The relationships among these properties are summarized in Figure F15. Except for two samples that have particularly high porosities, wet bulk densities decrease markedly with increasing porosity. We also observe a marked decrease in grain density with increasing porosity and a strong increase in wet bulk density with increasing grain density. Lower grain densities are likely to reflect the abundance of low-temperature, low-density alteration products, such as clay minerals, in the samples. Hence, taken together, these relationships suggest that higher porosities are associated with higher permeabilities, which in turn lead to higher degrees of hydrous alteration. Velocities decrease with increasing porosity and with decreasing grain density. Thus, if the grain density is a function of alteration, the seismic velocities in these samples reflect the combined effects of porosity (cracks) and alteration on the properties of the rocks.
Paleomagnetic measurements appear to indicate that the basaltic cores recovered from Hole 1243B record a stable component of magnetization with both normal and reversed inclinations after removal of the pervasive drilling-induced remagnetization. Shipboard alternating-field (AF) and thermal demagnetization studies indicate that even at the highest AF demagnetization level (up to 70 mT) not all of the drilling-induced magnetization was removed and that thermal demagnetization is generally more effective for removing this component. Preliminary data from isothermal remanent magnetization acquisition experiments, unblocking temperatures, and coercivity determinations suggest that magnetite and titanomagnetite are the most likely magnetic carriers in these cores. The lava sequence recovered at Site 1243 may have recorded a reversal sequence (normal-reversed-normal). These hypotheses will be tested in subsequent shore-based investigations.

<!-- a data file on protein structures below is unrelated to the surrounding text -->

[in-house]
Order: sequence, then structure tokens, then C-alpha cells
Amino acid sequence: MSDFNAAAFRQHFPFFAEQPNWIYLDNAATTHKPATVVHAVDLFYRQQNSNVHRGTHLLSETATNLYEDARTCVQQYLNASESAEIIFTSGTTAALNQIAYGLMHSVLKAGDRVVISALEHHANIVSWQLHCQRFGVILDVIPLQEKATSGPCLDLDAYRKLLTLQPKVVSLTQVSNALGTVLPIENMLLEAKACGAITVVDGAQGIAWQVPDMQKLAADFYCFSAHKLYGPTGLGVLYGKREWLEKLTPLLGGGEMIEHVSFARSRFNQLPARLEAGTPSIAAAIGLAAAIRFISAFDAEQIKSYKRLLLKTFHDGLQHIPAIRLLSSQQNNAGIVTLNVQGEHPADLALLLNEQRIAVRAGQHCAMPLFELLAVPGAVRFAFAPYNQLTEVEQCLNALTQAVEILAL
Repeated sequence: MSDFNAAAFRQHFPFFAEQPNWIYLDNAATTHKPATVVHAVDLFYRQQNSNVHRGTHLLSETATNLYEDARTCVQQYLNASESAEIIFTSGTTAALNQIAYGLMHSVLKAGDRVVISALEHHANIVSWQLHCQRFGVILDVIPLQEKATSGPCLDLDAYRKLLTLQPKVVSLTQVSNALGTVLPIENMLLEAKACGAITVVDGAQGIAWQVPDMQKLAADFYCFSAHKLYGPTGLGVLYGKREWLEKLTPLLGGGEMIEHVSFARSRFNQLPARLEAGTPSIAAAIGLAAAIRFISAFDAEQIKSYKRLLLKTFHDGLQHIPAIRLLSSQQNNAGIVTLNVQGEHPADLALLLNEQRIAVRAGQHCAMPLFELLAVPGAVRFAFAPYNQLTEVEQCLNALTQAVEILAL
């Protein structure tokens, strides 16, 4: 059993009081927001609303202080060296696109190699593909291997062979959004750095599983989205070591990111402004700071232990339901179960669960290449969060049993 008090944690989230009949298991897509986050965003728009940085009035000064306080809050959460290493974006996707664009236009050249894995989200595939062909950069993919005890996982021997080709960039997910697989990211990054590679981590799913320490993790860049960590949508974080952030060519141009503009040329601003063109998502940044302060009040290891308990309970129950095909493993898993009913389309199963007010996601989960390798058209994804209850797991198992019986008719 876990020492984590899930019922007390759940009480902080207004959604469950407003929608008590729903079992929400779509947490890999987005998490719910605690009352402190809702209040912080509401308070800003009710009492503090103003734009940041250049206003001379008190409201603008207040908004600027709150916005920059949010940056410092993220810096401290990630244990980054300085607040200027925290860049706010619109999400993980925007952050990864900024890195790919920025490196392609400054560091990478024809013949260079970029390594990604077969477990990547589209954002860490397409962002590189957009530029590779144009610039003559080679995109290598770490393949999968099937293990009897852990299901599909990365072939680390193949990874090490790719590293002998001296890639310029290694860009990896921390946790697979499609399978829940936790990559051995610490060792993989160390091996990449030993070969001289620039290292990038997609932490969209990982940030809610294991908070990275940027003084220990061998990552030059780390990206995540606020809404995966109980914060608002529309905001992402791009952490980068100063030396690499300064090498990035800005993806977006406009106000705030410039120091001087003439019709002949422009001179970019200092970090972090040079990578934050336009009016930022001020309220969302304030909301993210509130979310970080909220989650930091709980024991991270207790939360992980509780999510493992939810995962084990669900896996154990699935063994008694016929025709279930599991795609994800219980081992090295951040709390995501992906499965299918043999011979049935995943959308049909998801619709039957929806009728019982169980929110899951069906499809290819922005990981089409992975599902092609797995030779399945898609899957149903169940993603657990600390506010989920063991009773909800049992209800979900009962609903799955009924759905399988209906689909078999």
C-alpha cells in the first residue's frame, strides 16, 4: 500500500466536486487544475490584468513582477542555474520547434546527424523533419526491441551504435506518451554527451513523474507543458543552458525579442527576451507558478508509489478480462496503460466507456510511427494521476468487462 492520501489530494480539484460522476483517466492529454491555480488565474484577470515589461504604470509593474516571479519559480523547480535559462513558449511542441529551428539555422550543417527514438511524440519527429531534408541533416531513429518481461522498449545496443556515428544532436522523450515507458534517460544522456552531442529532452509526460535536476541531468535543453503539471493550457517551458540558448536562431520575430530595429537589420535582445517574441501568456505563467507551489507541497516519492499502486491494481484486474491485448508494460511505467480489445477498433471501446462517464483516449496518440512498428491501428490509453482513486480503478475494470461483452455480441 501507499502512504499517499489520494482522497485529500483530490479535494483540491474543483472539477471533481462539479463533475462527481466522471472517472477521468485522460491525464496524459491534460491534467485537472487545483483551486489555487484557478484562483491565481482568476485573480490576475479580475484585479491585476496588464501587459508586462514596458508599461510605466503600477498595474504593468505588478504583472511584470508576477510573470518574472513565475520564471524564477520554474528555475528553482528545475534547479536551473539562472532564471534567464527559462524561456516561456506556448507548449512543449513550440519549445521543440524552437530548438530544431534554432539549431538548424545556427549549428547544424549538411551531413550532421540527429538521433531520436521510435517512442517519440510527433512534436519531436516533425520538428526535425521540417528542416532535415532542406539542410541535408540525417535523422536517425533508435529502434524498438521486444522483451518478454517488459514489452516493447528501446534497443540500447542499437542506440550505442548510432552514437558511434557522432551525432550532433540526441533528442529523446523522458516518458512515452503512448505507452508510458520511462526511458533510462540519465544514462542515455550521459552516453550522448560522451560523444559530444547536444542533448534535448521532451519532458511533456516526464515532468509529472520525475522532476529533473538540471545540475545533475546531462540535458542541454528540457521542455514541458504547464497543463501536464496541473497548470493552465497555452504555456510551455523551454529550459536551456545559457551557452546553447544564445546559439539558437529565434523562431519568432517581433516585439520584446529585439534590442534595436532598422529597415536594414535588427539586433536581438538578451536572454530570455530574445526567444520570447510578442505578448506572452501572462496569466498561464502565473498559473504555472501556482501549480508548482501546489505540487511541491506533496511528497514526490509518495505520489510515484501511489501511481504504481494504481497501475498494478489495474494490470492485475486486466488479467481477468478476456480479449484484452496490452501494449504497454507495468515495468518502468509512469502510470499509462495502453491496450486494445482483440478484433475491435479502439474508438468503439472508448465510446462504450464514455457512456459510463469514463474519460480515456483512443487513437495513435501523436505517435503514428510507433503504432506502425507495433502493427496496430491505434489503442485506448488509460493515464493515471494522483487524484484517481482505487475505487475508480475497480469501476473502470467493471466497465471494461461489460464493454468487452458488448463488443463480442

Logging results in Hole 1243B clearly show the sediment/basement interface (Fig. F16). Compared to the sediment section above, within the basement the triple combo suite shows high resistivity and density but only a small increase in the gamma ray spectrum down to ~140 mbsf. At 140 mbsf, the gamma ray energy increases substantially. This corresponds to both the top of lithologic Unit 4 and the level at which we first encountered drilling problems. Below 140 mbsf, the gamma ray values remain high and resistivity also stays high down to 155 mbsf (approximately the top of lithologic Unit 5). Below 155 mbsf, resistivity drops somewhat, but relatively high gamma ray values persist down to the bottom of the logged interval. It is clear from the logging results that there are significant differences between the upper 30 m of basement and the rocks below.